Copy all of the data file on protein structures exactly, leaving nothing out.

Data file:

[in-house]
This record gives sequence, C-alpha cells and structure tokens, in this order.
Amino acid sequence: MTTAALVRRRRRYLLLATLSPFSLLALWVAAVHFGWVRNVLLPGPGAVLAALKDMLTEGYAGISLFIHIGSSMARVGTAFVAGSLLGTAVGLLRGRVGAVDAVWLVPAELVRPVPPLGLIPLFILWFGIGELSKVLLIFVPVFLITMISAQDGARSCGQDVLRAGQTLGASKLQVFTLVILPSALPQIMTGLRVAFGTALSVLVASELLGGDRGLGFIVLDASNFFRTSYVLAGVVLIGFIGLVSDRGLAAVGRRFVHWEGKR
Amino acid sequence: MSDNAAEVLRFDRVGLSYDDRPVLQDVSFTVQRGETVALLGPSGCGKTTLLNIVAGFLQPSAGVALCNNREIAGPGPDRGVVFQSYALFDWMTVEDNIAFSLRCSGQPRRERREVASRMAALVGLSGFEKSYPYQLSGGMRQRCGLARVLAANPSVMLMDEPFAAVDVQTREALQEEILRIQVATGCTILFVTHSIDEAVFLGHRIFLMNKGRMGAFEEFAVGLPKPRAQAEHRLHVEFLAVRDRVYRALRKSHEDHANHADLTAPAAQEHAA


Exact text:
[in-house]
This record gives sequence, C-alpha cells and structure tokens, in this order.
Amino acid sequence: MTTAALVRRRRRYLLLATLSPFSLLALWVAAVHFGWVRNVLLPGPGAVLAALKDMLTEGYAGISLFIHIGSSMARVGTAFVAGSLLGTAVGLLRGRVGAVDAVWLVPAELVRPVPPLGLIPLFILWFGIGELSKVLLIFVPVFLITMISAQDGARSCGQDVLRAGQTLGASKLQVFTLVILPSALPQIMTGLRVAFGTALSVLVASELLGGDRGLGFIVLDASNFFRTSYVLAGVVLIGFIGLVSDRGLAAVGRRFVHWEGKR
Amino acid sequence: MSDNAAEVLRFDRVGLSYDDRPVLQDVSFTVQRGETVALLGPSGCGKTTLLNIVAGFLQPSAGVALCNNREIAGPGPDRGVVFQSYALFDWMTVEDNIAFSLRCSGQPRRERREVASRMAALVGLSGFEKSYPYQLSGGMRQRCGLARVLAANPSVMLMDEPFAAVDVQTREALQEEILRIQVATGCTILFVTHSIDEAVFLGHRIFLMNKGRMGAFEEFAVGLPKPRAQAEHRLHVEFLAVRDRVYRALRKSHEDHANHADLTAPAAQEHAA